Explosive Fusion of World Geopolitical Dislocation and the Global Economic and Financial Crisis

May 20th, 2011
in GEAB reposting

GEAB N°55 is available! Global systemic crisis - Confirmation of a Major Alert for the second half of 2011 – Explosive fusion of world geopolitical dislocation and the global economic and financial crisis
Editor’s Note: This article is republished with permission of LEAP/E2020.  See end of article for credits.

Almost a year ago LEAP/E2020 identified the second half of 2011 as a new critical point in time in the development of the global systemic crisis. Just like our February 2008 anticipation highlighted a major shock affecting the US economy in September 2008, our team confirms in this GEAB issue that all the conditions have now been met for the second half of 2011 to be the stage for the explosive fusion of two fundamental trends underlying the global systemic crisis, namely world geopolitical dislocation on the one hand and the global economic and financial crisis on the other.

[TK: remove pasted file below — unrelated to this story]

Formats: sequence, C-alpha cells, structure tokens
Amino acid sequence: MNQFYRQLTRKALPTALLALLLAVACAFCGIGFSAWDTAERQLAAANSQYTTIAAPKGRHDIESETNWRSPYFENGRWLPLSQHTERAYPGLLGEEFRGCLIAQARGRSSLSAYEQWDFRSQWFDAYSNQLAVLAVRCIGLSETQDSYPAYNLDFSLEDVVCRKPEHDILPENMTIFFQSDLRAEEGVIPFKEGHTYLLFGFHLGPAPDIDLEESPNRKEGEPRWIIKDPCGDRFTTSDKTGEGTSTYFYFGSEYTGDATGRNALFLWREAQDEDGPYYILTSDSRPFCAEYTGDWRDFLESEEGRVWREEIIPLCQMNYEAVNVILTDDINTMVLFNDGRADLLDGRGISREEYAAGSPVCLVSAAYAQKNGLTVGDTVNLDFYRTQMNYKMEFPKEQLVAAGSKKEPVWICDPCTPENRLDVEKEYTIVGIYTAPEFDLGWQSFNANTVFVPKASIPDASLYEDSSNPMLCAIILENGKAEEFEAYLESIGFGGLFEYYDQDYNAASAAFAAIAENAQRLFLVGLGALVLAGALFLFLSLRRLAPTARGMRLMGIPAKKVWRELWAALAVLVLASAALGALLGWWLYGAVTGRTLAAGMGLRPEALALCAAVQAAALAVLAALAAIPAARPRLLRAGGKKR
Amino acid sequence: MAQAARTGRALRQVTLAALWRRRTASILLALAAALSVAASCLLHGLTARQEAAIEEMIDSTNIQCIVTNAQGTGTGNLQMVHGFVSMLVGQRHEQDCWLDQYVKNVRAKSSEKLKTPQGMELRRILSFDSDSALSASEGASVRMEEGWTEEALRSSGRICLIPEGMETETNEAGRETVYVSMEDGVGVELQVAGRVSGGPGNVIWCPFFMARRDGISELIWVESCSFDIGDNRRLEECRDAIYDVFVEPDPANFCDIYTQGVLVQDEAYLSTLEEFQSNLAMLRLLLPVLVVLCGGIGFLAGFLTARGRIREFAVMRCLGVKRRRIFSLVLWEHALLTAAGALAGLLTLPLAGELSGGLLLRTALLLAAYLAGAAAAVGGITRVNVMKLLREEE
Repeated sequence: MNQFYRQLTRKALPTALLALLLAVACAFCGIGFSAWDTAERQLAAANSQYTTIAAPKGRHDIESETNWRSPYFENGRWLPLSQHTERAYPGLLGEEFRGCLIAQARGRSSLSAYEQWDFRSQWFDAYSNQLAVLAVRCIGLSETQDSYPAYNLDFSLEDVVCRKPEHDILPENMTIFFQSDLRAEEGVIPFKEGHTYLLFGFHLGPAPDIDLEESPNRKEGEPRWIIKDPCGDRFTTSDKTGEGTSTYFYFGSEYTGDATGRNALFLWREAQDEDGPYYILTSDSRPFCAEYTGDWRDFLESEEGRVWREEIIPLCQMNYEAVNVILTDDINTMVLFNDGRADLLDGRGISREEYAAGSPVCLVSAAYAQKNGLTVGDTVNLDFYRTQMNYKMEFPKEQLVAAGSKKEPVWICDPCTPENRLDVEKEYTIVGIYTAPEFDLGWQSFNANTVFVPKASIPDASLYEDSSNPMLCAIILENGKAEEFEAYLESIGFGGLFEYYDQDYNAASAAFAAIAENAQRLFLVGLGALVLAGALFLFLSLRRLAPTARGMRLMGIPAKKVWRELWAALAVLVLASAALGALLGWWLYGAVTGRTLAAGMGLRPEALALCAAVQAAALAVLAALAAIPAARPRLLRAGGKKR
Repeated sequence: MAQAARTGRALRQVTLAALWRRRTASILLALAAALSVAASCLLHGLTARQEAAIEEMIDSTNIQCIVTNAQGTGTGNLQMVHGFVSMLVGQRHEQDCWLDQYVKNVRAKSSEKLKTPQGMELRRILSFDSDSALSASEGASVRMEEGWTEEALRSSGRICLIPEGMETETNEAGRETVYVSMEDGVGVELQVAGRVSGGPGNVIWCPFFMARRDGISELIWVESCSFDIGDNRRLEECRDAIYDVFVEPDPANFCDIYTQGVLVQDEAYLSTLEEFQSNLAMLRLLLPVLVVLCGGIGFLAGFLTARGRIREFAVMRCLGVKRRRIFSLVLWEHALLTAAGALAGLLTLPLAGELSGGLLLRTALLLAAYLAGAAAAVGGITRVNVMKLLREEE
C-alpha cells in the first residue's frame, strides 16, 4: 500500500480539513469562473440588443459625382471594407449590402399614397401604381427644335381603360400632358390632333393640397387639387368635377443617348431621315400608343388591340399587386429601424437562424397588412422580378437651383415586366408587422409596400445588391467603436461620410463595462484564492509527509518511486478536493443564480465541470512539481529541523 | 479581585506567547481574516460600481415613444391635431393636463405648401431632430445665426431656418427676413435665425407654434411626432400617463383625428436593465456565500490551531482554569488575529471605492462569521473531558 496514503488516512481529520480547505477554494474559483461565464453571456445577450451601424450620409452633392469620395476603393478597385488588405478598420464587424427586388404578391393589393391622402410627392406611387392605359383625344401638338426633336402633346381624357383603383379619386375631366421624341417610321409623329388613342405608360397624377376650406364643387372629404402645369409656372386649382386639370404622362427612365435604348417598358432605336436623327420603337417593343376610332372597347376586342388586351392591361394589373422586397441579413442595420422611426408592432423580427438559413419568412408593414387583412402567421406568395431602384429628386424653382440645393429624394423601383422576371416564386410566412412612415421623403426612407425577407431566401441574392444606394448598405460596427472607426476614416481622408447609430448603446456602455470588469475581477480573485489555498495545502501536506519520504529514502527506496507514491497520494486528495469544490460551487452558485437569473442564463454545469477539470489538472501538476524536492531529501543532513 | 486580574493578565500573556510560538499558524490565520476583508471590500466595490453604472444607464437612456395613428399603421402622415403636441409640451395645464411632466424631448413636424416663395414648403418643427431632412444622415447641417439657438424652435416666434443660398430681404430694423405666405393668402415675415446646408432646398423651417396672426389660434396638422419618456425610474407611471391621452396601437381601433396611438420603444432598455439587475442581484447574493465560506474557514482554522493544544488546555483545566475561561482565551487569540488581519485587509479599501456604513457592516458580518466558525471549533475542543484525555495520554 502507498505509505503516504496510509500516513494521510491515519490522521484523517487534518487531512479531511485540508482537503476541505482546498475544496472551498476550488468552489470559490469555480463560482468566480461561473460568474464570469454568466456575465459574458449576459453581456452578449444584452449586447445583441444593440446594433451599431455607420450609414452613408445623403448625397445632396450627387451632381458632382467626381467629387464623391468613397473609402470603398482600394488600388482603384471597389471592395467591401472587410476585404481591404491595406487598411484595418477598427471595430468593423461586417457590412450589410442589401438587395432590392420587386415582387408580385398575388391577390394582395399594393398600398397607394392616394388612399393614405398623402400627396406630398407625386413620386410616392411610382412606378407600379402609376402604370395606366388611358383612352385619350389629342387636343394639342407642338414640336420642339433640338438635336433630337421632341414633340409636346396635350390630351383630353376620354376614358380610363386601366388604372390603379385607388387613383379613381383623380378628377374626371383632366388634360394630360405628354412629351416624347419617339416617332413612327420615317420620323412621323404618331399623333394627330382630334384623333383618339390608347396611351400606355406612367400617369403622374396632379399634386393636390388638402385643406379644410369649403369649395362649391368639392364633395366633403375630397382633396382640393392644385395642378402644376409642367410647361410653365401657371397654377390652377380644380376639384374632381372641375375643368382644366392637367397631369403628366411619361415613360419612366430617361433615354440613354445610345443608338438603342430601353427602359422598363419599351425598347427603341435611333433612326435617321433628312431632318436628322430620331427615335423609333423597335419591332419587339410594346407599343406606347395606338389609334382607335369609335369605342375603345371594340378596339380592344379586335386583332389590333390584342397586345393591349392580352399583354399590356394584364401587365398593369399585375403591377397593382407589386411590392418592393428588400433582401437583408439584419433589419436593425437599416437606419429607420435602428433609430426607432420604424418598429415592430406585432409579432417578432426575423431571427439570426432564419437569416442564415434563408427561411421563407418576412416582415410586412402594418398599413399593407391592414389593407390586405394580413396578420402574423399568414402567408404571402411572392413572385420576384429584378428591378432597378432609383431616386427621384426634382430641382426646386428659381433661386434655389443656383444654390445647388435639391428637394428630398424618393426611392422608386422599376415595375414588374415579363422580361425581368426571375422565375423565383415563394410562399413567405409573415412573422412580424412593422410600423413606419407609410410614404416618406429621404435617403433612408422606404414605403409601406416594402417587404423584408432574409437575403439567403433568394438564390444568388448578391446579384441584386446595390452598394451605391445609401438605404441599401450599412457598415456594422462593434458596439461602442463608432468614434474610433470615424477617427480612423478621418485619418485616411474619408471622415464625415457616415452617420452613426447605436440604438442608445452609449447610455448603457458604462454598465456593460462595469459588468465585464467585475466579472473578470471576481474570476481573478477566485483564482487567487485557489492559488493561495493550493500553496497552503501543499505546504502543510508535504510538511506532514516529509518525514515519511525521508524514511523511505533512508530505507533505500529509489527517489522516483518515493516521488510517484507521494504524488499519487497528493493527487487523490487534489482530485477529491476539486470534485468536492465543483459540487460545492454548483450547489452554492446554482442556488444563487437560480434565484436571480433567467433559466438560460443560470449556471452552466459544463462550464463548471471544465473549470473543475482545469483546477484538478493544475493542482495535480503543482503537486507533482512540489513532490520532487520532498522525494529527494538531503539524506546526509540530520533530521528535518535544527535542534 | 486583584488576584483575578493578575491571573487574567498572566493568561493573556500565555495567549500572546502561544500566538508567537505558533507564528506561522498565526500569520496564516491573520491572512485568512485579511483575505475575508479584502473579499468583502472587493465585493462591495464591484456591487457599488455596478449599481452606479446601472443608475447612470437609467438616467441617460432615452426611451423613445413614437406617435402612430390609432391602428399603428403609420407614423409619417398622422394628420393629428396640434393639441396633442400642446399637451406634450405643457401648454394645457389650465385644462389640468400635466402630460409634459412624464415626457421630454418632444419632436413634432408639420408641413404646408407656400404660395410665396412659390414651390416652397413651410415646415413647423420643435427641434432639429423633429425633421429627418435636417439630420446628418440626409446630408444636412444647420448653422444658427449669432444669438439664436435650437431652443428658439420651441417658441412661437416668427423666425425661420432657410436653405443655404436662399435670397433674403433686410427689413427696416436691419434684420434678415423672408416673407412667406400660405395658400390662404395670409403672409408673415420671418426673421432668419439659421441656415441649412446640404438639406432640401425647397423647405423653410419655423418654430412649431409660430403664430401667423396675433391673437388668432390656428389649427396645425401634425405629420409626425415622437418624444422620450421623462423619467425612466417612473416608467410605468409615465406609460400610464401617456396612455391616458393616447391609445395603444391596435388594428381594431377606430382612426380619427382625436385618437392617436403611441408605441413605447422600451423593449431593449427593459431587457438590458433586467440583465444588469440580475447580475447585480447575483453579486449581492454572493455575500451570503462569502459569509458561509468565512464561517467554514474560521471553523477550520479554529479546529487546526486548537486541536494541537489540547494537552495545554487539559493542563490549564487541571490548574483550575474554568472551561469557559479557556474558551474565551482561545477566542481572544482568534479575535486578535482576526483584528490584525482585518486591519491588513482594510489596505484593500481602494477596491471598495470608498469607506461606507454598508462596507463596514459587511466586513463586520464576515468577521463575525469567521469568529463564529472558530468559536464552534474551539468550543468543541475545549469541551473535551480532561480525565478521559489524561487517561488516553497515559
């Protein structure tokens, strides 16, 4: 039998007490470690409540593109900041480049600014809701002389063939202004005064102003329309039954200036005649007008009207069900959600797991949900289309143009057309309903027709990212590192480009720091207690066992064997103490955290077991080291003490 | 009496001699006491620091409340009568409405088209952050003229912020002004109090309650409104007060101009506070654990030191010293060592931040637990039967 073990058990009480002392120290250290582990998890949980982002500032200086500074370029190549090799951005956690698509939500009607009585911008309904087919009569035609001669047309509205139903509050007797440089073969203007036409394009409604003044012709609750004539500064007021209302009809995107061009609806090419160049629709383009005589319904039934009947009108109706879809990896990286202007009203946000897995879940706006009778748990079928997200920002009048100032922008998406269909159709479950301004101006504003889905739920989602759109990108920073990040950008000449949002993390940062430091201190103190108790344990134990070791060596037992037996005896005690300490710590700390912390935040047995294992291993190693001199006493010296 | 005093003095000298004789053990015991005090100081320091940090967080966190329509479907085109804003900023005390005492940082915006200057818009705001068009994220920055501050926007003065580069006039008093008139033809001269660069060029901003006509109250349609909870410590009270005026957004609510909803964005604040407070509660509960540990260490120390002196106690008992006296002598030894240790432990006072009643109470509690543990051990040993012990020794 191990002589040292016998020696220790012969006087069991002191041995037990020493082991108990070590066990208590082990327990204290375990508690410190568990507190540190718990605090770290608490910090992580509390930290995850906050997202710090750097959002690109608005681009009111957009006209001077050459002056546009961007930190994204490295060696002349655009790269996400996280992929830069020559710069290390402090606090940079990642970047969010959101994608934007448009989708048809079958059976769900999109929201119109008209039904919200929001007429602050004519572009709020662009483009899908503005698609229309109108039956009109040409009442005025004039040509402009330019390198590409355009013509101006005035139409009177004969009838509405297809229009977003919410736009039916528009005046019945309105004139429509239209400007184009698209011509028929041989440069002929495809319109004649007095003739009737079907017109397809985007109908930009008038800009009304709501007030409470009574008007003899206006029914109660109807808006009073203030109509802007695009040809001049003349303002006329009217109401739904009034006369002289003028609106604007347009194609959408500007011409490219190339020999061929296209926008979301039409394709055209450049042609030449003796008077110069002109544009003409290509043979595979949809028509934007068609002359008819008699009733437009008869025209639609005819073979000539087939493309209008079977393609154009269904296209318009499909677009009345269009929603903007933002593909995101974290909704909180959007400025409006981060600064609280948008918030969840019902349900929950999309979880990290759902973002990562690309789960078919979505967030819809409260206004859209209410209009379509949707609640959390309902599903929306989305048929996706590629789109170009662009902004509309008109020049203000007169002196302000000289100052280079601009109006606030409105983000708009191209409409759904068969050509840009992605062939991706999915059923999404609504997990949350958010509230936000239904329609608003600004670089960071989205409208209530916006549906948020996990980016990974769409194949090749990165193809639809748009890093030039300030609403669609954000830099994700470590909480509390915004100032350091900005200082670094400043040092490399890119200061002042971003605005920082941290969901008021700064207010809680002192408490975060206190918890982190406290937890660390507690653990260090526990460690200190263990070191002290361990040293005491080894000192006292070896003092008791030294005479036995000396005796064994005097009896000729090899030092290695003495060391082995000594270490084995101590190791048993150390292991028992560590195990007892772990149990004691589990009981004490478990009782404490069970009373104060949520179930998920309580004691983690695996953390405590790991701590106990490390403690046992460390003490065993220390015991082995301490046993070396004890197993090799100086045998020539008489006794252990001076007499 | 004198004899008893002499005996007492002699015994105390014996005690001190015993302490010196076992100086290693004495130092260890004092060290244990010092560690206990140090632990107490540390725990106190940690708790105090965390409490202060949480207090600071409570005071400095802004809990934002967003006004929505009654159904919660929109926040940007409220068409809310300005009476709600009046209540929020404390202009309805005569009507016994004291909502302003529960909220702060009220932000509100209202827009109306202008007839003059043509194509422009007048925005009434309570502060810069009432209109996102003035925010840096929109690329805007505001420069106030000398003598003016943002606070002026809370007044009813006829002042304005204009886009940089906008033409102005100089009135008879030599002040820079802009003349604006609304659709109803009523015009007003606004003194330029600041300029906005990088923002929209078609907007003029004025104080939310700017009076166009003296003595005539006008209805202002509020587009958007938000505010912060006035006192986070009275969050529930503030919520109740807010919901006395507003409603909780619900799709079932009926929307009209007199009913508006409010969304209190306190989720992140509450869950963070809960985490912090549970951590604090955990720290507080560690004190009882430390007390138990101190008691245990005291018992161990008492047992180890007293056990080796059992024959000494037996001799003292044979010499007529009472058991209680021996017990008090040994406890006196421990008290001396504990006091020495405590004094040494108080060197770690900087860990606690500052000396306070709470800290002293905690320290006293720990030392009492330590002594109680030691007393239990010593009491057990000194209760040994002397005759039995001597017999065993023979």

Follow up:

In fact, for several months the world has experienced an almost unbroken succession of geopolitical, economic and financial shocks which, according to LEAP/E2020, constitute the warning signs of a major traumatic event that we analyze in this issue.

At the same time the international system has now passed the stage of structural weakening to enter a phase of complete decay where old alliances are breaking down, whilst new communities of interest are emerging very quickly.

Finally, any hope for significant and lasting global economic recovery has now evaporated (1) whilst the Western pillar’s indebtedness, especially the US, has reached a critical level unparalleled in modern history (2).